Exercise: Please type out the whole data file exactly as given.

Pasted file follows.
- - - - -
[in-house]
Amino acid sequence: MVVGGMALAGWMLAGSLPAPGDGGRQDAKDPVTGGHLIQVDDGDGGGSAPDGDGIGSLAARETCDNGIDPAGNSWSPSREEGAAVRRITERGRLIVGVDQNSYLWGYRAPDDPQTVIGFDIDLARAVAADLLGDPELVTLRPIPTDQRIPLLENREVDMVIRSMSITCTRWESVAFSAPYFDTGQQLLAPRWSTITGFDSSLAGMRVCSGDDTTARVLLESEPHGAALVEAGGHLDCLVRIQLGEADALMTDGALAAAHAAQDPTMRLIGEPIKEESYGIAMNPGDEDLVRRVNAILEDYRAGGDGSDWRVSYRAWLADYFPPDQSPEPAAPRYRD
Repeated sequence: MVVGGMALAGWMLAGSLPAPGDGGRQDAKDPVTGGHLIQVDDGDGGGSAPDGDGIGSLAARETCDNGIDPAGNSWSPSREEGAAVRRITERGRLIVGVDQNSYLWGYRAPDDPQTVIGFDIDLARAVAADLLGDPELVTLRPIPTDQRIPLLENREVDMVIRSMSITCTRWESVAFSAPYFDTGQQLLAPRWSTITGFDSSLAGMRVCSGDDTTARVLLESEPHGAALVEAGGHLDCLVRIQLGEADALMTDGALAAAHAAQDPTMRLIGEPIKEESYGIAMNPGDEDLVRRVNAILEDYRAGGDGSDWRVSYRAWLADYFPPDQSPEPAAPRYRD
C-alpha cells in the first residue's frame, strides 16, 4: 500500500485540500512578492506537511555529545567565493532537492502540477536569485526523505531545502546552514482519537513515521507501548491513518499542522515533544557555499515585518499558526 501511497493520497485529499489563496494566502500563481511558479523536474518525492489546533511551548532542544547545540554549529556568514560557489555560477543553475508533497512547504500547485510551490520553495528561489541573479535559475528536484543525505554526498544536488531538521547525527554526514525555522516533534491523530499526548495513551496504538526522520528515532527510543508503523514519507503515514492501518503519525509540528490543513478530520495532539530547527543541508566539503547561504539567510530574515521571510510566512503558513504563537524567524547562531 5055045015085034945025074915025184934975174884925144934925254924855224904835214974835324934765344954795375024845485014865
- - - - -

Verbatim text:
[in-house]
Amino acid sequence: MVVGGMALAGWMLAGSLPAPGDGGRQDAKDPVTGGHLIQVDDGDGGGSAPDGDGIGSLAARETCDNGIDPAGNSWSPSREEGAAVRRITERGRLIVGVDQNSYLWGYRAPDDPQTVIGFDIDLARAVAADLLGDPELVTLRPIPTDQRIPLLENREVDMVIRSMSITCTRWESVAFSAPYFDTGQQLLAPRWSTITGFDSSLAGMRVCSGDDTTARVLLESEPHGAALVEAGGHLDCLVRIQLGEADALMTDGALAAAHAAQDPTMRLIGEPIKEESYGIAMNPGDEDLVRRVNAILEDYRAGGDGSDWRVSYRAWLADYFPPDQSPEPAAPRYRD
Repeated sequence: MVVGGMALAGWMLAGSLPAPGDGGRQDAKDPVTGGHLIQVDDGDGGGSAPDGDGIGSLAARETCDNGIDPAGNSWSPSREEGAAVRRITERGRLIVGVDQNSYLWGYRAPDDPQTVIGFDIDLARAVAADLLGDPELVTLRPIPTDQRIPLLENREVDMVIRSMSITCTRWESVAFSAPYFDTGQQLLAPRWSTITGFDSSLAGMRVCSGDDTTARVLLESEPHGAALVEAGGHLDCLVRIQLGEADALMTDGALAAAHAAQDPTMRLIGEPIKEESYGIAMNPGDEDLVRRVNAILEDYRAGGDGSDWRVSYRAWLADYFPPDQSPEPAAPRYRD
C-alpha cells in the first residue's frame, strides 16, 4: 500500500485540500512578492506537511555529545567565493532537492502540477536569485526523505531545502546552514482519537513515521507501548491513518499542522515533544557555499515585518499558526 501511497493520497485529499489563496494566502500563481511558479523536474518525492489546533511551548532542544547545540554549529556568514560557489555560477543553475508533497512547504500547485510551490520553495528561489541573479535559475528536484543525505554526498544536488531538521547525527554526514525555522516533534491523530499526548495513551496504538526522520528515532527510543508503523514519507503515514492501518503519525509540528490543513478530520495532539530547527543541508566539503547561504539567510530574515521571510510566512503558513504563537524567524547562531 5055045015085034945025074915025184934975174884925144934925254924855224904835214974835324934765344954795375024845485014865